Calk (?), v. t. [imp. &p. p. Calked (?); p. pr. & vb. n. Calking.] [Either corrupted fr. F. calfater (cf. Pg. calafetar, Sp. calafetear), fr. Ar. qalafa to fill up crevices with the fibers of palm tree or moss; or fr. OE. cauken to tred, through the French fr. L. calcare, fr. calx heel. Cf. Calk to copy, Inculcate.]

1.

To drive tarred oakum into the seams between the planks of (a ship, boat, etc.), to prevent leaking. The calking is completed by smearing the seams with melted pitch.

2.

To make an indentation in the edge of a metal plate, as along a seam in a steam boiler or an iron ship, to force the edge of the upper plate hard against the lower and so fill the crevice.

 

© Webster 1913.


Calk (?), v. t. [E.calquer to trace, It. caicare to trace, to trample, fr. L. calcare to trample, fr. calx heel. Cf. Calcarate.]

To copy, as a drawing, by rubbing the back of it with red or black chalk, and then passing a blunt style or needle over the lines, so as to leave a tracing on the paper or other thing against which it is laid or held.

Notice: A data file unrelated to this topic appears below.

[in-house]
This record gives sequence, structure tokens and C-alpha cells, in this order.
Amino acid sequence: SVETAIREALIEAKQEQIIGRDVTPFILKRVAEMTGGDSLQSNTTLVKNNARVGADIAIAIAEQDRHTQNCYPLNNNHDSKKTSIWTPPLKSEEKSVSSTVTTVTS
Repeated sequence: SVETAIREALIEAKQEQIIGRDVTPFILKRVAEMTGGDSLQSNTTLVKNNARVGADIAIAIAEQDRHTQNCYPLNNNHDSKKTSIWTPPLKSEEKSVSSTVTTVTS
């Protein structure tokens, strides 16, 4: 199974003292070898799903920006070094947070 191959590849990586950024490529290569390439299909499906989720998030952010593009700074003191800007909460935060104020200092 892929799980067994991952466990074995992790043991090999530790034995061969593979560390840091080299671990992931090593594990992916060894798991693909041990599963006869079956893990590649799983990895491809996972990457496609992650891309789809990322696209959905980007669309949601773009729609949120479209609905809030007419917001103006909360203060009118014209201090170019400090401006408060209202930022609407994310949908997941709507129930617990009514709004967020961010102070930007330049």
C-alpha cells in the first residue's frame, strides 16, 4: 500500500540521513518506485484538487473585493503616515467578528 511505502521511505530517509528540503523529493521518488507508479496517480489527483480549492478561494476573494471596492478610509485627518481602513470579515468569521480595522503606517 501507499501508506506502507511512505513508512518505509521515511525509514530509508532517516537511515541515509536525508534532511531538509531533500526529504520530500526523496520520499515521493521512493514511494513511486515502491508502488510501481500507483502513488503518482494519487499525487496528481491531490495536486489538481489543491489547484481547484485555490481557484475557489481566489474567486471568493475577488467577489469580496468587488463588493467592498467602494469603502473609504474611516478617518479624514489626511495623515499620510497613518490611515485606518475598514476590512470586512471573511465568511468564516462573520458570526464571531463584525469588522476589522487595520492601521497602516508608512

[Writting also calque]

 

© Webster 1913.


Calk (?), n. [Cf. AS calc shoe, hoof, L. calx, calcis, hel, calcar, spur.]

1.

A sharp-pointed piece or iron or steel projecting downward on the shoe of a nore or an ox, to prevent the animal from slipping; -- called also calker, calkin.

2.

An instrument with sharp points, worn on the sole of a shoe or boot, to prevent slipping.

 

© Webster 1913.


Calk (?), v. i.

1.

To furnish with calks, to prevent slipping on ice; as, to calk the shoes of a horse or an ox.

2.

To wound with a calk; as when a horse injures a leg or a foot with a calk on one of the other feet.

 

© Webster 1913.

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